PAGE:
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Ionization and photon

by ricky red
Tags: ionization, photon
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ricky red
Feb5-10, 11:36 AM
P: 3
This is the exercise:
Suppose that an hydrogen atom in its ground state absorbs a photon whose wavelength is 15 nm. Will the atom be ionized? If so, what will be the kinetic energy of the electron when it
gets far away from its atom of origin?

i have no idea how to procede!!! Someone can help me? Thank you!
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Feb5-10, 11:51 AM
P: 286
first , what is the ionization energy? it is the minimm energy needed to remove an electron from an atom, and in your case you have a hydrogen atom which has an ionization energy of 13.6ev .. hint: you are given the wavelengeth of the photon find the energy from there then compare it with 13.6ev , if it is less then the atom wont be ionized .. if it is more then it will be ionized .. from there if it will be ionized, can you find out what will be the kinetic energy? ..
ricky red
Feb8-10, 12:02 PM
P: 3
thanks for the hint. Well E=h*c/w =1.32E-17 J => 82.7 eV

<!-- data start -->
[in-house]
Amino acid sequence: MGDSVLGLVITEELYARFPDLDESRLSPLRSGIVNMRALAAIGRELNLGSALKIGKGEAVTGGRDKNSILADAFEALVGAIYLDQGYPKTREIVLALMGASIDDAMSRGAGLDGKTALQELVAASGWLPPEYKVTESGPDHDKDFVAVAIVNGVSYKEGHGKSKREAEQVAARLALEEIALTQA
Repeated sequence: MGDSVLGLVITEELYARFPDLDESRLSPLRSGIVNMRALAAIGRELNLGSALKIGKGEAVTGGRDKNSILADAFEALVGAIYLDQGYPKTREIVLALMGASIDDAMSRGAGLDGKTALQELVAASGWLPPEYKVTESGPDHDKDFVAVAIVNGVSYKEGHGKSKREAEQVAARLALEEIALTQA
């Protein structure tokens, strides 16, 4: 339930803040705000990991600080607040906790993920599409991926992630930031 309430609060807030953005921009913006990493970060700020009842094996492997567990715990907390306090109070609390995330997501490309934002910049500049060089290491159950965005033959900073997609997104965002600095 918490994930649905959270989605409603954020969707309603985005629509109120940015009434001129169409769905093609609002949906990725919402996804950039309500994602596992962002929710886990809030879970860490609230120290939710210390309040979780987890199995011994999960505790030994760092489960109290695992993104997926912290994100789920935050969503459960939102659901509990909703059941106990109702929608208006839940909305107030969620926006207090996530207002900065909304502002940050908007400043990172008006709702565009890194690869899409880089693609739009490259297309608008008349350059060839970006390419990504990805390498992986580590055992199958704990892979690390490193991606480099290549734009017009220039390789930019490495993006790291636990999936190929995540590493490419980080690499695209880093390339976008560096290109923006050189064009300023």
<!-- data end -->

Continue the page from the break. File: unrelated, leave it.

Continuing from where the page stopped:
So... Yes it will be ionized, and the kinetic energy should be 82.7-13.6 = 69.1 eV.
Is this right???

PS=don't know if this forum have an uniform use of the constant, in my calcolous:
h=planck costant, c=Speed of light and w = wavelenght

Feb8-10, 12:12 PM
P: 286
Ionization and photon

:) that seems logical enough and I believe that you got the right answer .. and welcome to the physics forum ..

but one thing I would like to add here, the problem you have would change, if for example the hydrogen atom wasnt in the ground state , if it was in the first excited state (second state) then you will need an energy of 3.4ev to ionize it ( since in this state it will have an energy = -3.4 ev, E2 = -13.6/4 ev )

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